Forty-four D.C. public schools -- about a third of the schools in the system -- will have a new principal when classes start next week, Superintendent Clifford B. Janey announced yesterday.
School officials said the turnover is unprecedented and reflects a high number of retirements and an effort to weed out principals who were not performing adequately. Janey had said in April that 25 percent to 40 percent of the system's principals were not up to par.
"These principals come here prepared to make good on our public promise" to improve student achievement, Janey said at a news conference at Gallaudet University attended by the new school leaders. "I think they know precisely what is expected of them."
Of the 44 appointments, 23 are people hired from other school systems or an outside principal training program called New Leaders for New Schools.
The number of vacancies was about twice as high as last year, officials said. Six of the openings resulted from resignations, six from dismissals, 13 from retirements and the remainder from promotions or leaves of absence, Janey said.
School officials also emphasized that unlike previous years, all principal vacancies have been filled before the start of the school year.
"It's comforting to know we can start the school year with the staff in place," said Tony Demasi, executive director of the system's human resources department. "This is my fourth year here and the first time we've offered the jobs as early as we did."
School system officials said they started recruiting for principals and teachers earlier than usual to reduce the number of strong candidates they typically lose to other districts. They also wanted new principals and teachers in place early enough to prepare for next week's launch of new learning standards, textbooks and curricula.
The Council of School Officers, the union that represents D.C. principals, has filed grievances on behalf of several principals whose contracts were not renewed, alleging that they were not given adequate warning that central administrators were unhappy with their performance. Nevertheless, the council's president, Bernard C. Lucas Sr., said he was generally pleased that the school system moved quickly to fill vacancies.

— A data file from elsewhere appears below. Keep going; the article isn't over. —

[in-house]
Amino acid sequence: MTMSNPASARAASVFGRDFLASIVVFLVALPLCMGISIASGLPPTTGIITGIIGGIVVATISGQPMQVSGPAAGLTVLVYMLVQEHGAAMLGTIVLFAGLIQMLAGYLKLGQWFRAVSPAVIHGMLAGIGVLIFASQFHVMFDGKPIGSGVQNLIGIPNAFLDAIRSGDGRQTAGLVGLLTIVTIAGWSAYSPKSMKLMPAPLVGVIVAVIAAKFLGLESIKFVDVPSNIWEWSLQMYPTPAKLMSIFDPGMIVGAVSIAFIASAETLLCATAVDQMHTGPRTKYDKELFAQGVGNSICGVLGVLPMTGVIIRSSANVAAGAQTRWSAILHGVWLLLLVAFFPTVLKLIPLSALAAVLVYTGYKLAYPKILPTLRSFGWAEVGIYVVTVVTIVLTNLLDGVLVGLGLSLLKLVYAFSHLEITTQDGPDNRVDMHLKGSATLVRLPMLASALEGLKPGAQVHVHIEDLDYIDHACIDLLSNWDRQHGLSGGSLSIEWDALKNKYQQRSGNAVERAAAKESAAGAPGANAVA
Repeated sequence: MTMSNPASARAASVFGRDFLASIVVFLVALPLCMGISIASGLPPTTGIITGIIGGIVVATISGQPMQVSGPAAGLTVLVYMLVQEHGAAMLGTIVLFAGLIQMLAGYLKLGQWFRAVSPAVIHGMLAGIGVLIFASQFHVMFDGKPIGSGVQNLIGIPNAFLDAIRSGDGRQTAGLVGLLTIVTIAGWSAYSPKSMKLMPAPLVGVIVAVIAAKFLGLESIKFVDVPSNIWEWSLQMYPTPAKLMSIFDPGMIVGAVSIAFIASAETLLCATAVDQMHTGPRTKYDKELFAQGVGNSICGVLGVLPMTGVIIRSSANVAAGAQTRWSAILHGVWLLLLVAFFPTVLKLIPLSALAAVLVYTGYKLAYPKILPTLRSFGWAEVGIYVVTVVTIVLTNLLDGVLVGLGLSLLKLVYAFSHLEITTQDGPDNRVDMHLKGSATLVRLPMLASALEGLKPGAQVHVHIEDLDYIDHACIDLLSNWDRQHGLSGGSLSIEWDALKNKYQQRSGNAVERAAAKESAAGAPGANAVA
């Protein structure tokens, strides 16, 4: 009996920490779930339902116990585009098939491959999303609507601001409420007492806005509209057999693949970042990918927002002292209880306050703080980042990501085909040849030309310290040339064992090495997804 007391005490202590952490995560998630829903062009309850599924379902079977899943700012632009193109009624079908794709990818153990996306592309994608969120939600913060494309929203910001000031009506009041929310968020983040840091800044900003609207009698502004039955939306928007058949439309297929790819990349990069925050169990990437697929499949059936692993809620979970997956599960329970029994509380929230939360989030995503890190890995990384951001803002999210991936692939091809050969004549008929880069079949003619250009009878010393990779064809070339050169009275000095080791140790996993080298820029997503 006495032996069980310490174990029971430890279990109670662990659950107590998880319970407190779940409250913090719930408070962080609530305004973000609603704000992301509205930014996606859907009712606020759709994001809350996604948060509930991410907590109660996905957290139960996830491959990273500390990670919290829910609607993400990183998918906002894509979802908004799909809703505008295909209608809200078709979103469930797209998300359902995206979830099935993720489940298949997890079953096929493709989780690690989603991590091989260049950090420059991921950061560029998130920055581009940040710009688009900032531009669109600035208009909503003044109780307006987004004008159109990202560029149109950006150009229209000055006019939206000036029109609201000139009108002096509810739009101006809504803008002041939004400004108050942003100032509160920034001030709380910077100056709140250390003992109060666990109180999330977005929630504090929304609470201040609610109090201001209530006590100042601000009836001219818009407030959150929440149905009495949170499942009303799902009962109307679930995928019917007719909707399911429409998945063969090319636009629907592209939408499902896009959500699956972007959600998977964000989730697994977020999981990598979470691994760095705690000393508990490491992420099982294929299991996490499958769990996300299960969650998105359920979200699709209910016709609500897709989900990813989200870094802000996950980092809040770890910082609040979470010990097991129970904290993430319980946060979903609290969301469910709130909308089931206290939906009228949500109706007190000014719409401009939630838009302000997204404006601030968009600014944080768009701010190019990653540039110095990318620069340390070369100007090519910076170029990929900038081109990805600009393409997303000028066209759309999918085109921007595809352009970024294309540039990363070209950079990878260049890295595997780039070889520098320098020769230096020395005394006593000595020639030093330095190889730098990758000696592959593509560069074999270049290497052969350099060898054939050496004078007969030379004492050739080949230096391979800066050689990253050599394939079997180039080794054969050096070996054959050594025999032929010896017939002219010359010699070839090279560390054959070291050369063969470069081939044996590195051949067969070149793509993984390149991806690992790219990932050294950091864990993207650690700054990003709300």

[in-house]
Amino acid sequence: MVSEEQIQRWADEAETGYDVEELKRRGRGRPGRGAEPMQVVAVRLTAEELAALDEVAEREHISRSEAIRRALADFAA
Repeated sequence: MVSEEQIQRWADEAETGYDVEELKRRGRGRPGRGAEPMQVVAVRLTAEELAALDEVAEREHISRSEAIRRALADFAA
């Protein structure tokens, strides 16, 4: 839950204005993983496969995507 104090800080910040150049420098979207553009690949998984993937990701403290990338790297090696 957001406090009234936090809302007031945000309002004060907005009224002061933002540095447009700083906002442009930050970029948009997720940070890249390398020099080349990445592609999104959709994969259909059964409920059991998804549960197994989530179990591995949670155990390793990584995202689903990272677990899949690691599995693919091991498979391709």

"We're satisfied that the appointments were made in a timely manner, which affords the principals time to plan and get their staffing in place," Lucas said.
Demasi said the school system has hired 414 new teachers, leaving about 112 vacancies. More than 100 of the teachers were hired from organizations, such as Teach for America, that recruit for urban school systems.
In April, Janey had said about 1,400 teachers lacked required credentials. Demasi said yesterday that the number has fallen to about 800 and that he expects all teachers to be fully certified by June 2006.
Nathan Saunders, vice president of the Washington Teachers' Union, said the system is doing a much better job hiring this year. "Historically, the District was making hiring decisions as late as mid- to late August," Saunders said. "This year, they did the bulk of the hiring in June, which is great."
But he said the number of vacancies remains high and demonstrates a high level of teacher dissatisfaction. "The District does a very good job of turning off teachers," Saunders said. "They get frustrated and opt to look for professional opportunities elsewhere."
In the recruitment of principals, Meria J. Carstarphen, the system's chief accountability officer, said she and her staff were deliberate in finding the school best suited for each candidate. She said they also sought to assemble a team that could help principals at 81 schools identified as "in need of improvement" for failing to make academic benchmarks two or three consecutive years under the federal No Child Left Behind law.
"For the restructuring and corrective-action schools, we want to put together the right supports to help those principals succeed," she said.
At the news conference, several new principals explained why they sought jobs in the system.
"I wanted to become involved in a school district making changes in terms of its approach to children . . . and professional development for teachers and principals," said Carol Barbour, principal of Rudolph Elementary School in Northwest and a former principal in Prince George's County. "I started July 1, and it's been a pleasure to work here each day."